Migrant Myanmar workers in Mahachai petition visiting minister to improve their working conditions.
MYANMAR State Counsellor Aung San Suu Kyi yesterday spent the first of her three-day visit to Thailand visiting migrant workers, who gave her a thunderous welcome as well as complaints and demands to improve their living and working conditions in the Kingdom.
Speaking to some of the workers, Suu Kyi said, “Myanmar people are like guests in Thailand, so we should speak to the hosts honestly. It’s normal that problems will occur, so we should cooperate to successfully solve them together.”
Thousands of workers stood in heavy rain to give her motorcade a warm welcome as it headed to and from the little Myanmar town in Samut Sakhon’s Mahachai sub-district.
The workers had come from many places – from different parts of Bangkok to provinces in the North – to wait at Talad Thalay Thai from the break of dawn so they could catch sight of “Amay Suu” or “mother Suu”. The Myanmar leader arrived at 4.30pm and spent about an hour with them.
Nearly a thousand security officials were stationed at the seafood market to provide security for the Nobel laureate. The atmosphere yesterday was formal, far more so than in 2012, when she visited Thailand as a democracy icon instead of as an official representative of the Myanmar government.
Things did get a bit chaotic, when many of the workers fought to gain access to the meeting hall to speak to their leader. Suu Kyi also said she was disappointed that she could not meet more of her countrymen.
Many workers had come armed with their active passports or temporary work permits, or “pink cards”, hoping that these documents would allow them to meet the state counsellor. However, they were disappointed when they were told that a fixed quota had been set for the number of people who could meet Suu Kyi.
Some officers later relented and allowed many of the workers to enter the market’s compound, though they still had no chance to enter the hall and speak to her.
The Thailand-based Myanmar Born Gurkha Youth Association had come all the way from Chiang Mai to file a petition on migrant workers’ rights, education opportunities, healthcare and protection from injuries in workplaces
“I just want to call on Mother Suu to develop Myanmar. I trust her. It would be great to live with my family again,” U Than, a member of the association who works for a logistics company, said. “I can’t go home right now because I have to stay here to make money.”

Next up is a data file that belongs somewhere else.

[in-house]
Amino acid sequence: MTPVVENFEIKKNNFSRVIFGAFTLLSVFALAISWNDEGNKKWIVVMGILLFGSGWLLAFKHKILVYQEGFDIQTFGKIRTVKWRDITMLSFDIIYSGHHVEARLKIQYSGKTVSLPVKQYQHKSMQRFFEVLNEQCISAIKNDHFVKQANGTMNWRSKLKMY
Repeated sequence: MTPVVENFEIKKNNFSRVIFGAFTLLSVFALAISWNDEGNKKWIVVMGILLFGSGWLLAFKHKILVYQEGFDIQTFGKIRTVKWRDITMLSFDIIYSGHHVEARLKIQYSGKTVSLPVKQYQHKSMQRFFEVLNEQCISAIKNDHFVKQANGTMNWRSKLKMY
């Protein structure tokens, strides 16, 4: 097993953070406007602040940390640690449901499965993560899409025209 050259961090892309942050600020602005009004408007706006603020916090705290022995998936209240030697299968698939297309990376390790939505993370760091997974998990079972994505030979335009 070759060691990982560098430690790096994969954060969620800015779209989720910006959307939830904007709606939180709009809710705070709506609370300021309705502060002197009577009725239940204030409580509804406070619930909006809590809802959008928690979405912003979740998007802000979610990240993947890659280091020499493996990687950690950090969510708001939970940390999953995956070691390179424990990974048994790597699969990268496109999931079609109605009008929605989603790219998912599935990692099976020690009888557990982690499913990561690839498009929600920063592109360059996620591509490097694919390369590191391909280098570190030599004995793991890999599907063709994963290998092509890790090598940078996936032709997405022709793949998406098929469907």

Aung Ko, 26, is another migrant worker who appears to be quite happy living in Thailand.
“I’ve worked at a shrimp factory for six years now and am okay with that. I get paid Bt12,000 a month, and though they don’t have overtime work for now, it is still a decent wage,” he said.
However, Aung Ko pointed out that his factory wanted Myanmar employees to stick with the pink cards instead of getting their passports renewed. “With the pink cards we are limited to staying with one employer, though we also don’t need to go to Myanmar to renew our passports,” he said.
Meanwhile, inside the meeting hall, Suu Kyi pledged to issue a certificate of identity to migrant workers in a bid to ensure their well-being in the Kingdom.
This certificate could be on par with the temporary passport that allows Myanmar workers to live in Thailand legally as well as lets them move about freely, she said.
Suu Kyi asked her accompanying Labour, Immigration and Population Minister Thein Swe to take steps to ease the passport issuing process so that Myanmar people will no longer need to deal with middlemen who may charge them exorbitant amounts. Thein Swe assured that two labour agreements, to be signed today with Thai Labour Minister General Sirichai Dithakul, will cover protection and welfare of Myanmar workers.
The Migrant Worker Rights Network yesterday issued a statement addressed to Suu Kyi to raise concerns about the well-being of migrant workers in Thailand and also offered some recommendations for the Thai government to adjust its policies.
One of the recommendations was for the authorities to ensure the rule of law, so corruption can be prevented and moves can be made to comply with basic human and labour rights as well as social-protection laws.